And obviously, you have to do that. Like that's-- every company was doing that, but I think just like in that moment, I was like-- I just sort of looked

around and I'm like, "I think I've done everything that I can do here," and I felt like I was sort on top of my game there. And I was really comfortable and everything felt really easy to me. So I was like, "I think I'm gonna take this chance and go."

[00:19:46] Alexa: All right. And what were you--

[00:19:47] Tyson: And I cried. I cried. I cried so much when I left, when I quit. When I told my boss, I just like bawled.

[00:19:53] Alexa: Oh, you were-- you were-- okay, but not-- Did your boss cry? Hopefully not.

[00:19:57] Tyson: No, she would never. [laughs] Again, she's like-- she was the person who-- like my boss at the time when I left, she was the person who called me for my co-op, and she's someone that I-I have maintained a friendship with.

[00:20:08] Alexa: That's dope, that's important. So-so what were you adamant about in sort of finding your next gig? Like what was- what was like important for you to find if you were going to take the plunge?

[00:20:16] Tyson: I wanted to go somewhere that was willing to experiment and challenge status quos and allow people to have like a lot of-- maybe, uh, uh, I was looking form uh, HR department. God, that sounds really fuddy-duddy, but an HR team that hadn't necessarily figured everything out yet and was still in a position where they had a lot of freedom to, like, try new things without a lot of judgment.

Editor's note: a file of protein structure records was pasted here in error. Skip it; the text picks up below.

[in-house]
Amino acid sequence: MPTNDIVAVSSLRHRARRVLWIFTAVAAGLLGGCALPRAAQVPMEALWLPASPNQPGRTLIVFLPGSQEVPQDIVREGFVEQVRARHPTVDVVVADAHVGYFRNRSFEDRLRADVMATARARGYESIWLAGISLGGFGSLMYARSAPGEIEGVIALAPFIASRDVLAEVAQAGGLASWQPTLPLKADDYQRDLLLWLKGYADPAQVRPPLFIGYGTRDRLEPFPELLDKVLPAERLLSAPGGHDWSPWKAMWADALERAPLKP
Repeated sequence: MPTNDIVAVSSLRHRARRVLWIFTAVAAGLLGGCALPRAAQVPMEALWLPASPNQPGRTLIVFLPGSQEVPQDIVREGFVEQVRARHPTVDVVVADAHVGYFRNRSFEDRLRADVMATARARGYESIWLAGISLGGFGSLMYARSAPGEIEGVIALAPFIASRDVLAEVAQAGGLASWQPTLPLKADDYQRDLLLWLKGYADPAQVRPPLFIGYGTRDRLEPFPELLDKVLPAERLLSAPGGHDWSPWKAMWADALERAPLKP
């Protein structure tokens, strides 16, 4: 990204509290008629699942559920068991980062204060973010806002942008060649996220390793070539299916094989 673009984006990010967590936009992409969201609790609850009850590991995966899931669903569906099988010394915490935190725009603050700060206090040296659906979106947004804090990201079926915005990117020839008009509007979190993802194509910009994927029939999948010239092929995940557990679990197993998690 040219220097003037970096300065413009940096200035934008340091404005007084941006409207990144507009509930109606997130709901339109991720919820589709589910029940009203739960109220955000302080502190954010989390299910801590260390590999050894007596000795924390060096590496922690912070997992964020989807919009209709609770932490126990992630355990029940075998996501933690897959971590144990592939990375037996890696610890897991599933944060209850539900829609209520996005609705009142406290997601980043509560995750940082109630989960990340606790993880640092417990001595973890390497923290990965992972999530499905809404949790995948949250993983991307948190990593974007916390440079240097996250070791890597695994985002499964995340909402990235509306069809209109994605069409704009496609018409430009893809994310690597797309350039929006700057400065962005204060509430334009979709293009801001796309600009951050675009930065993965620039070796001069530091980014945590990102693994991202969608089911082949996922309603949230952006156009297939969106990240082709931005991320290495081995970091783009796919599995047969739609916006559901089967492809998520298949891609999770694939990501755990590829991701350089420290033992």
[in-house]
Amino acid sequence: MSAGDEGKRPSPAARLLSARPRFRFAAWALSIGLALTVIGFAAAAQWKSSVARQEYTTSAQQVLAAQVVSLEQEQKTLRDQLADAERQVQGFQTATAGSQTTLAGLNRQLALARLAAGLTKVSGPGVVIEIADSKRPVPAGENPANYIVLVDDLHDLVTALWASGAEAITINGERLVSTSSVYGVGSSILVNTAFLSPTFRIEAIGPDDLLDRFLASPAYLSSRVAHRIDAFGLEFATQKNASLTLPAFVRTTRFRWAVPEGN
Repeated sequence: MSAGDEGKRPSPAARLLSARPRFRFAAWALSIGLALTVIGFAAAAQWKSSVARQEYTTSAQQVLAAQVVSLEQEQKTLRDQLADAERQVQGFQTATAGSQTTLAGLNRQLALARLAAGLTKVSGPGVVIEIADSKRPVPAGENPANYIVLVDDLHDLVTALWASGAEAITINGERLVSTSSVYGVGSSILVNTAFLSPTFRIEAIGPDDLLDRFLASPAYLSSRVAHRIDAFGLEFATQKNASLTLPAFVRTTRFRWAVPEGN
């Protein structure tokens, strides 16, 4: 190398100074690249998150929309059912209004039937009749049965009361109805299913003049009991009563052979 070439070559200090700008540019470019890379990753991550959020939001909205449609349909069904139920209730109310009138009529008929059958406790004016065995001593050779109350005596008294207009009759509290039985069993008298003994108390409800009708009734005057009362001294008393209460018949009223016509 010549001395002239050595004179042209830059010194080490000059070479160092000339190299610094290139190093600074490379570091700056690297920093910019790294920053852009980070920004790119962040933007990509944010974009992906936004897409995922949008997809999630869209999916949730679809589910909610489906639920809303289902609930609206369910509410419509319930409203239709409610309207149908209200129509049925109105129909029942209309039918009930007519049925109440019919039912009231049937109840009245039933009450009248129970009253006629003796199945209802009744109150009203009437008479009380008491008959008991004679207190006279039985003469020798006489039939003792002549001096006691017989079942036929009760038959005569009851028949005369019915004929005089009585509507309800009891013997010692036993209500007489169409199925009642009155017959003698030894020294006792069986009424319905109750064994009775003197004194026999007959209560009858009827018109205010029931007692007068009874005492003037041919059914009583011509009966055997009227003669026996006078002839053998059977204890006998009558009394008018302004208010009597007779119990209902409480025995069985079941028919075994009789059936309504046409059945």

Like when you work for-- the company that I was previously with, like, it was- it was gigantor. Like they had such established HR systems. So everyone kind of just like-- you know, you had a little bit of freedom. But like, if we were rolling out some-something, everyone kinda had to roll it out the same way. And like, if you didn't, which I hardly ever did, it was because I was breaking the rules, and I wasn't getting caught doing that. So I wanted to go somewhere that was like open to more experimentation and just like trying something new in the HR space.

[00:21:10] Alexa: All right. And at what point in your journey does HR Shook come into play? When is the HR Shook persona born?

[00:21:18] Tyson: So that happens-- so again, I keep like, mentioning-- I'll have to tell her that I've talked about her so much in this podcast. But again, the person who gave me my co-op and was my boss at my previous company was always pushing me to, like, do YouTube or do some sort of Instagram or, like, create a side hustle. She was all about the side hustle.